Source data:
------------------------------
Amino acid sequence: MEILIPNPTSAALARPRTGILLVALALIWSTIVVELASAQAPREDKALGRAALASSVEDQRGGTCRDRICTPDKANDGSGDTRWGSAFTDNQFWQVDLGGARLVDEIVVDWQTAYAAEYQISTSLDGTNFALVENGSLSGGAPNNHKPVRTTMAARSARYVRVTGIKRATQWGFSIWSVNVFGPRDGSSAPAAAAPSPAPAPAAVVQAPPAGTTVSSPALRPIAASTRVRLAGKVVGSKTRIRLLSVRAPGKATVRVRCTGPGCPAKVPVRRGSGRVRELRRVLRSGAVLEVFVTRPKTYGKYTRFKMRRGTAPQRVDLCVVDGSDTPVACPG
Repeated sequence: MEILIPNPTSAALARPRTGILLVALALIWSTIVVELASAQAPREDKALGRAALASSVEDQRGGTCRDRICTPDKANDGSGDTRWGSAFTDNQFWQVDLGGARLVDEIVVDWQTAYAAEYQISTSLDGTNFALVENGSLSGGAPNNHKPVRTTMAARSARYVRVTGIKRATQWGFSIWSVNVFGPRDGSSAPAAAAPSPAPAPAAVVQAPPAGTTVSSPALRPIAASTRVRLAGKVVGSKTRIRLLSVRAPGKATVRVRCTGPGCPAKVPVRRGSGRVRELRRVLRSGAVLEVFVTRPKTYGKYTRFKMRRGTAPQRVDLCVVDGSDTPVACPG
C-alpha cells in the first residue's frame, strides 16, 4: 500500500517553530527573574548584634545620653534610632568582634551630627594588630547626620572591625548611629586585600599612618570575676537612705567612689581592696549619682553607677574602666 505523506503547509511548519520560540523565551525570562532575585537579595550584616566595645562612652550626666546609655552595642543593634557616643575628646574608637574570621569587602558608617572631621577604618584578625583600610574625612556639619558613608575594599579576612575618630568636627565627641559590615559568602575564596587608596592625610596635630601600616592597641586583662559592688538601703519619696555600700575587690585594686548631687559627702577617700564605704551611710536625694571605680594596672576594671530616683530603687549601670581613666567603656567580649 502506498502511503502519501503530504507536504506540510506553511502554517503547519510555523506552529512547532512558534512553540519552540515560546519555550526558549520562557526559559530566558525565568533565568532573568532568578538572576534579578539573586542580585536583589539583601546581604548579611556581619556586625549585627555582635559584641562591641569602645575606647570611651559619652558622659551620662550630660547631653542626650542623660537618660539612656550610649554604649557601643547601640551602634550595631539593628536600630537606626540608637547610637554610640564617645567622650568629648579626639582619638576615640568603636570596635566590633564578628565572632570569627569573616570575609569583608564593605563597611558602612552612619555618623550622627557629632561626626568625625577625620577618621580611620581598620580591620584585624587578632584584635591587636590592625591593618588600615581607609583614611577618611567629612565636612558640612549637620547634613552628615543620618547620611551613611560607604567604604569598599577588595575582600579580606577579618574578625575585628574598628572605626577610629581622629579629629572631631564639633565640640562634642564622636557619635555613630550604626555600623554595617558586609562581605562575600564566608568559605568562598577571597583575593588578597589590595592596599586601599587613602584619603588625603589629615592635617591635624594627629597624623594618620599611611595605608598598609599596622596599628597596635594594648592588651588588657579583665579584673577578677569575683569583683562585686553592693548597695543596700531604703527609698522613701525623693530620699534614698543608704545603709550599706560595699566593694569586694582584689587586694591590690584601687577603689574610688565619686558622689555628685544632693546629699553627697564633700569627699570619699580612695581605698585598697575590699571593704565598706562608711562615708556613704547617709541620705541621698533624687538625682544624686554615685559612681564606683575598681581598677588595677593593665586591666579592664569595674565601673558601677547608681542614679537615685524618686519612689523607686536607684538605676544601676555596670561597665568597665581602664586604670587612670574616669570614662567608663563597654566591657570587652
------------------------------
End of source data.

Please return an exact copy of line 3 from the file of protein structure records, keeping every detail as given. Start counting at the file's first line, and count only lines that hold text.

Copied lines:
C-alpha cells in the first residue's frame, strides 16, 4: 500500500517553530527573574548584634545620653534610632568582634551630627594588630547626620572591625548611629586585600599612618570575676537612705567612689581592696549619682553607677574602666 505523506503547509511548519520560540523565551525570562532575585537579595550584616566595645562612652550626666546609655552595642543593634557616643575628646574608637574570621569587602558608617572631621577604618584578625583600610574625612556639619558613608575594599579576612575618630568636627565627641559590615559568602575564596587608596592625610596635630601600616592597641586583662559592688538601703519619696555600700575587690585594686548631687559627702577617700564605704551611710536625694571605680594596672576594671530616683530603687549601670581613666567603656567580649 502506498502511503502519501503530504507536504506540510506553511502554517503547519510555523506552529512547532512558534512553540519552540515560546519555550526558549520562557526559559530566558525565568533565568532573568532568578538572576534579578539573586542580585536583589539583601546581604548579611556581619556586625549585627555582635559584641562591641569602645575606647570611651559619652558622659551620662550630660547631653542626650542623660537618660539612656550610649554604649557601643547601640551602634550595631539593628536600630537606626540608637547610637554610640564617645567622650568629648579626639582619638576615640568603636570596635566590633564578628565572632570569627569573616570575609569583608564593605563597611558602612552612619555618623550622627557629632561626626568625625577625620577618621580611620581598620580591620584585624587578632584584635591587636590592625591593618588600615581607609583614611577618611567629612565636612558640612549637620547634613552628615543620618547620611551613611560607604567604604569598599577588595575582600579580606577579618574578625575585628574598628572605626577610629581622629579629629572631631564639633565640640562634642564622636557619635555613630550604626555600623554595617558586609562581605562575600564566608568559605568562598577571597583575593588578597589590595592596599586601599587613602584619603588625603589629615592635617591635624594627629597624623594618620599611611595605608598598609599596622596599628597596635594594648592588651588588657579583665579584673577578677569575683569583683562585686553592693548597695543596700531604703527609698522613701525623693530620699534614698543608704545603709550599706560595699566593694569586694582584689587586694591590690584601687577603689574610688565619686558622689555628685544632693546629699553627697564633700569627699570619699580612695581605698585598697575590699571593704565598706562608711562615708556613704547617709541620705541621698533624687538625682544624686554615685559612681564606683575598681581598677588595677593593665586591666579592664569595674565601673558601677547608681542614679537615685524618686519612689523607686536607684538605676544601676555596670561597665568597665581602664586604670587612670574616669570614662567608663563597654566591657570587652